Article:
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Macau

Macau proposal to ban foreign judges on some cases would ‘dent confidence’ in Hong Kong, says legal expert

Legal sources say the plan to bar non-Chinese judges from cases involving national security issues could come before lawmakers for discussion as early as next month

PUBLISHED : Wednesday, 21 February, 2018, 7:02am
UPDATED : Wednesday, 21 February, 2018, 7:02am

Confidence in the Hong Kong judicial system would suffer and it would send a “very wrong message” if a controversial plan to bar non-Chinese judges in Macau from presiding at court hearings involving national security issues goes ahead, a respected legal expert has warned.

The move to amend a law which came into force when Macau returned to Chinese sovereignty in 1999 has been criticised by prominent legal scholar Simon Young as a worrying development that would “dent confidence” in Hong Kong’s judicial system.

Senior officials in the former Portuguese enclave are poised to put the proposal before lawmakers as early as next month, according to legal sources in the casino hub.

The move has already faced criticism from senior legal professionals in Macau who described it as “unconstitutional’’ and stoked fresh concerns about the future of Hong Kong’s foreign judges after two of their small but significant cadre were subjected to vicious verbal attacks over rulings they made in high-profile cases.

Professor Young, who is associate dean (research) at the University of Hong Kong’s faculty of law, said it was unclear why Macau was taking the step at this time and warned: “This is a worrying development. Perhaps the real reason is a fallacious belief that Chinese judges will be more patriotic and more likely rule in a way that protects national security.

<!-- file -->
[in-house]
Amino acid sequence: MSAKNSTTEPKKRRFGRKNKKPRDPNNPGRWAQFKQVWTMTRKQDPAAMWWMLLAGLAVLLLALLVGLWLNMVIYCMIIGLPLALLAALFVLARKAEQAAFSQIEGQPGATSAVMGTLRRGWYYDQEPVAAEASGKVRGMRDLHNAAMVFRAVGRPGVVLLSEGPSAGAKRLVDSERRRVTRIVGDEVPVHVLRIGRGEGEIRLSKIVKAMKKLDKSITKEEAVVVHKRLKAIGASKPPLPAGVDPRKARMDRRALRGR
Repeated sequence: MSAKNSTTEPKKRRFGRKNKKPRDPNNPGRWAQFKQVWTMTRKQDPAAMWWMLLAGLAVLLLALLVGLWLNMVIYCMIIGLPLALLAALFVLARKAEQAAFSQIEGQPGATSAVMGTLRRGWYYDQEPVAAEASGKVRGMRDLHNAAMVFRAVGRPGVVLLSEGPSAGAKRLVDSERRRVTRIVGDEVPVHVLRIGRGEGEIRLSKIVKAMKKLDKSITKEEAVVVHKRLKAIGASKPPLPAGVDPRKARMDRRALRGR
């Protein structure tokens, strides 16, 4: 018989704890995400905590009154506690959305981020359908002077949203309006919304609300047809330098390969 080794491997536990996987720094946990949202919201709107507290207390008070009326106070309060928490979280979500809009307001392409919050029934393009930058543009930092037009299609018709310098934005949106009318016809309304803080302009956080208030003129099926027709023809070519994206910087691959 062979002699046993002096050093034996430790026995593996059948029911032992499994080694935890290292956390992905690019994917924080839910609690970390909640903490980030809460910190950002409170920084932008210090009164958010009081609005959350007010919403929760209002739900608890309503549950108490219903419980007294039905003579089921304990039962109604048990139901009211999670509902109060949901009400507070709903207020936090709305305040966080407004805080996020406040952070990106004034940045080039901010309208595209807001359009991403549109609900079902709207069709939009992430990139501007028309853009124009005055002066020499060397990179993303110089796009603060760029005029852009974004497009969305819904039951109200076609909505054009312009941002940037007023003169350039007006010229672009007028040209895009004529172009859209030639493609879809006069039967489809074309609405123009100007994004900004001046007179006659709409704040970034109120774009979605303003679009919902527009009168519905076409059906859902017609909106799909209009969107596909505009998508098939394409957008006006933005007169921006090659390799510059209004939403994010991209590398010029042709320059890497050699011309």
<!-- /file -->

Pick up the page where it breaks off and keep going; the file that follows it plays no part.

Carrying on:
“But I’m not aware of any rational or empirical basis to support such a belief. In Hong Kong, when foreign judges are appointed to the Court of Final Appeal they are first and foremost a “Hong Kong judge”, not a foreign judge.”

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The academic also said any move to “interfere’’ with the chief justice’s (or any other court leader’s) discretion to empanel the most suitable judges to hear cases “could amount to an interference with the exercise of independent judicial power and violate Article 83 of the Macau Basic Law and, if it happened in Hong Kong, Article 85 of the Hong Kong Basic Law.”

Young added: “Any move towards excluding foreign judges from hearing cases, which they would otherwise be entitled to hear, may lead people to think that their government does not trust foreign judges.

“This would be a very wrong message to send and dent confidence in one of the most successful aspects of the Hong Kong and Macau’s judiciaries since their respective handovers.”

At the beginning of the month, Macau’s Secretary for Administration and Justice Sonia Chan Hoi-fan confirmed that the government would propose an amendment to the casino hub’s Judicial Organisation Framework Law which would mean that cases involving national security should only be tried by local judges holding Chinese nationality.

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Chan insisted there was no intention to question the professional qualifications of foreign judges and the aim was to make the operations of the judiciary smoother and speed up trial proceedings.

The news triggered an immediate response from the president of the Macau Lawyers’ Association, Jorge Neto Valente, who described the move as a “bad solution” which violated the city’s de facto constitution, the Macau Basic Law.